1

I've nine functions each of type void as follow:

void zero();
void one();
void two();
void three();
void four();
void five();
void six();
void seven();
void eight();
void nine();

I've put all these functions into an array pointer as follow (without any error):

typedef void (*num_func) ();
num_func functions[] = { zero, one, two, three, four, five, six, seven, eight, nine};

Now I'm writing an arduino library and wanting to achieve the same, but after hours of thinking I'm not able to achieve. Please help me how can I accomplish this in a library?

Thanks in advance.

  • @Mikael Sorry Mikael, I'm not able to comment at your answer (because stackexchange demands me to have 50 points before I can comment). Here is the error I'm getting from your implementation. storage class specified for 'functions' – Faraz Ahmad Feb 25 '16 at 22:44
  • What is your setup? I do not get that error. Obviously there must be some implementation of the functions and there must be a sketch that uses the library. – Mikael Patel Feb 25 '16 at 22:52
  • Yup, I've the implementation of the functions in .cpp file (for all of these zero() etc. functions). And also, I'm getting this error when I compile a sketch using that library. – Faraz Ahmad Feb 25 '16 at 22:54
  • Which line does to the compiler indicate? You have added some extra character or added extern also in the implementation. – Mikael Patel Feb 25 '16 at 22:58
  • It is pointing at: extern num_func functions[]; And I've NOT added extern in the implementation. – Faraz Ahmad Feb 25 '16 at 23:01
2

This was a bit fiddly to get right. I got inspiration from How do I create and use an array of pointer-to-member-function?

Based on my post about Function pointers / function callbacks / function variables I modified it to work with class functions:

class foo {

  public:

   void doAction0 ()
    {
      Serial.println (0);
    }

    void doAction1 ()
    {
      Serial.println (1);
    }

    void doAction2 ()
    {
      Serial.println (2);
    }

    void doAction3 ()
    {
      Serial.println (3);
    }

    void doAction4 ()
    {
      Serial.println (4);
    }

   // typedef for class function
   typedef void (foo::*GeneralFunction) ();

   // array of function pointers
    GeneralFunction doActionsArray [5] =
    {
      &foo::doAction0, 
      &foo::doAction1, 
      &foo::doAction2, 
      &foo::doAction3, 
      &foo::doAction4, 
    };

};  // end of class foo

void setup ()
{
  Serial.begin (115200);
  Serial.println ();
  Serial.println (F("Starting"));

  // test instance of foo
  foo bar;

  for (int i = 0; i < 5; i++)
    {
    // get member function pointer from array
    foo::GeneralFunction f = bar.foo::doActionsArray [i];
    // call the function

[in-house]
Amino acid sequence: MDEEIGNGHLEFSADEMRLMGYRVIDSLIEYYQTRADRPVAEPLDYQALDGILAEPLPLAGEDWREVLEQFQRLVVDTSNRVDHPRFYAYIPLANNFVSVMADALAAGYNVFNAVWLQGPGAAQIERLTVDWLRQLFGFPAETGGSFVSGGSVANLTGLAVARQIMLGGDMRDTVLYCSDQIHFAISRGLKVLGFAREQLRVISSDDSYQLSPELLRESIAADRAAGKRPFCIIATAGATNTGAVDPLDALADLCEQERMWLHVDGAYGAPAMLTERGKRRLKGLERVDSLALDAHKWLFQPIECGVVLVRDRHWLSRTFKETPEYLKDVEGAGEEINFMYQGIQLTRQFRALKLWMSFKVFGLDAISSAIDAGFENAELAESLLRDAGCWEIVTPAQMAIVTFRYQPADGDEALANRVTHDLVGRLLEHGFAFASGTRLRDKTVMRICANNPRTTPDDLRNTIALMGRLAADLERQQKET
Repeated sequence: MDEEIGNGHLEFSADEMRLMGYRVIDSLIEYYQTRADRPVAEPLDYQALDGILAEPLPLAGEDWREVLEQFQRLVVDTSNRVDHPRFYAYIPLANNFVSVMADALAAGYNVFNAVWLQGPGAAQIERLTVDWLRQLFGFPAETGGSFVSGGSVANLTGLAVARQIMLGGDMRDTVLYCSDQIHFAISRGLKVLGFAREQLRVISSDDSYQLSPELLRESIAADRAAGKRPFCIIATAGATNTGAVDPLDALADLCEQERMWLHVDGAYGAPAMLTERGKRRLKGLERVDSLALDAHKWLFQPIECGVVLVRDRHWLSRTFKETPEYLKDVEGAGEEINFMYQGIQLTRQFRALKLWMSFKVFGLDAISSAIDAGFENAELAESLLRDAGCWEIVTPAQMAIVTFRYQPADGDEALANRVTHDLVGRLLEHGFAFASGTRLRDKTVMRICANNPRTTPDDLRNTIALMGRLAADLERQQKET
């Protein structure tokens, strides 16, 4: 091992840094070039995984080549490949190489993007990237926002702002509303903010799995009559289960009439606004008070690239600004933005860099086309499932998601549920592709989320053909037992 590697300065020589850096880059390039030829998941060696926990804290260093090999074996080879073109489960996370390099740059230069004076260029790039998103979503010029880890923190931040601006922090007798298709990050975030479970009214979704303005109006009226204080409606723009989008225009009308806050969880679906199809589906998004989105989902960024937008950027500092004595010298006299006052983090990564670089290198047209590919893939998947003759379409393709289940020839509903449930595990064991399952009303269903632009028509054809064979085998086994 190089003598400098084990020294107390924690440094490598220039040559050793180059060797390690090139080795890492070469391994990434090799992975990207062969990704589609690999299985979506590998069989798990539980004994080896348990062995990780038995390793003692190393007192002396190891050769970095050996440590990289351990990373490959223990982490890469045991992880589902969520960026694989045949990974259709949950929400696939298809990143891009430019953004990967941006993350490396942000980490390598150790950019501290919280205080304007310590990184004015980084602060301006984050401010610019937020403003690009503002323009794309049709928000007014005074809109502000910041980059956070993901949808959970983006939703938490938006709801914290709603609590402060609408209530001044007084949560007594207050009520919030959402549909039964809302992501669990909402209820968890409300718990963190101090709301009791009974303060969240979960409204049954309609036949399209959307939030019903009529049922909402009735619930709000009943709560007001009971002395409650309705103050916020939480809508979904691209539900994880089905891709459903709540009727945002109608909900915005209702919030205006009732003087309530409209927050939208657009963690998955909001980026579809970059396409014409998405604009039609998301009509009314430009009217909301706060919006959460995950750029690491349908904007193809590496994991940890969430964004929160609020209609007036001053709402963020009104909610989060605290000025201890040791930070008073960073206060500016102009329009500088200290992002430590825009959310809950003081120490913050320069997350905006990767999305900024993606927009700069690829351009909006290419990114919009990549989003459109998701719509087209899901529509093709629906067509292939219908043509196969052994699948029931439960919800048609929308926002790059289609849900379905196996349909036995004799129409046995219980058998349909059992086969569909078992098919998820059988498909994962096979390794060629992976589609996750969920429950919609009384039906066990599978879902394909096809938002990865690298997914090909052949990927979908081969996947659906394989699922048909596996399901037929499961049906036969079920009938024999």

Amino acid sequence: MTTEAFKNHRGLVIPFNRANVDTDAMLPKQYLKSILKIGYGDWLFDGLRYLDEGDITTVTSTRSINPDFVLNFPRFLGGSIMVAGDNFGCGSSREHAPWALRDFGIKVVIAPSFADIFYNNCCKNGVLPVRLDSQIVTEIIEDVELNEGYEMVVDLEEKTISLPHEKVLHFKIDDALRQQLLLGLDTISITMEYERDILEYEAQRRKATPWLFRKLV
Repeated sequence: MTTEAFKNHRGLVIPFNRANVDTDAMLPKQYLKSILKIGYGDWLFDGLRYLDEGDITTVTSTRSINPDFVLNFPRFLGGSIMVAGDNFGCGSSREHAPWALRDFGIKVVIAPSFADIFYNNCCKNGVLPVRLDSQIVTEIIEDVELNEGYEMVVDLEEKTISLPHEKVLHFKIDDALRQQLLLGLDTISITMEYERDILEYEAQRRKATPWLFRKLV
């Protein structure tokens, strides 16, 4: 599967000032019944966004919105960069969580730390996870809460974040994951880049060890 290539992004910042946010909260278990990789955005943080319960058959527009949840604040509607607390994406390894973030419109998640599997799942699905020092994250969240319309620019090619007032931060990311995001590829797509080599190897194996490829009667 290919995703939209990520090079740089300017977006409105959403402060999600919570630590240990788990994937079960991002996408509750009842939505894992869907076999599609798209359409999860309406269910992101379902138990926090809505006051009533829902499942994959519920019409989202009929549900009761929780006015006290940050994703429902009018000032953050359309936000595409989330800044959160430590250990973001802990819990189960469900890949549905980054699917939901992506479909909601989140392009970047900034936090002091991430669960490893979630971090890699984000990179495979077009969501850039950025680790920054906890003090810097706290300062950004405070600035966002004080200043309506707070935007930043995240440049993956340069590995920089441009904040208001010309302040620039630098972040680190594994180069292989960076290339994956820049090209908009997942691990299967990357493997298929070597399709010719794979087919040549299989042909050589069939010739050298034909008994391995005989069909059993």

(bar.*f) ();
    }  // end of for loop

}  // end of setup

void loop () { }

This compiles OK and prints:

Starting
0
1
2
3
4

Amended answer

I was wondering why you needed to specify bar in this line above:

    foo::GeneralFunction f = bar.foo::doActionsArray [i];

The reason is that the code above had the array as non-static, and thus a copy belonged to each instance of the class. This doesn't make a huge amount of sense, so the modified code below makes the array static and const. That is, the array should be the same for every instance of foo and also never change.

Modified code below:

class foo {

  public:

   void doAction0 ()
    {
      Serial.println (0);
    }

    void doAction1 ()
    {
      Serial.println (1);
    }

    void doAction2 ()
    {
      Serial.println (2);
    }

    void doAction3 ()
    {
      Serial.println (3);
    }

    void doAction4 ()
    {
      Serial.println (4);
    }

   // typedef for class function
   typedef void (foo::*GeneralFunction) ();

   static const GeneralFunction doActionsArray [5];

};  // end of class foo

 // array of function pointers
const foo::GeneralFunction foo::doActionsArray [5] =
  {
    &foo::doAction0, 
    &foo::doAction1, 
    &foo::doAction2, 
    &foo::doAction3, 
    &foo::doAction4, 
  };

void setup ()
{
  Serial.begin (115200);
  Serial.println ();
  Serial.println (F("Starting"));

  // test instance of foo
  foo bar;

  for (int i = 0; i < 5; i++)
    {
    // get member function pointer from array
    foo::GeneralFunction f = foo::doActionsArray [i];
    // call the function
    (bar.*f) ();
    }

}  // end of setup

void loop () { }

This will also save RAM, as the array of function pointers only exists once, not once per instance of the class.

  • See amended answer. The second method is a bit simpler and uses less RAM. – Nick Gammon Feb 27 '16 at 20:33
1

First you need a header file - let's say lib.h:

#ifndef LIB_H
#define LIB_H

typedef void (*num_func) ();
extern num_func functions[];

#endif

And then the implementation, lib.cpp:

#include "lib.h"

void zero();
void one();
void two();
void three();
void four();
void five();
void six();
void seven();
void eight();
void nine();

num_func functions[] = { zero, one, two, three, four, five, six, seven, eight, nine};

The functions could be declared as static (if you want to hide them) and they do need implementation. They are only forward declarations above. Below is a snippet of a sketch using the library (assuming that it is within the sketch folder).

#include "lib.h"

void setup()
{
  ...
}
void loop()
{
  ...
  // Call to the one() function
  functions[1]();
  ...
}

Cheers!

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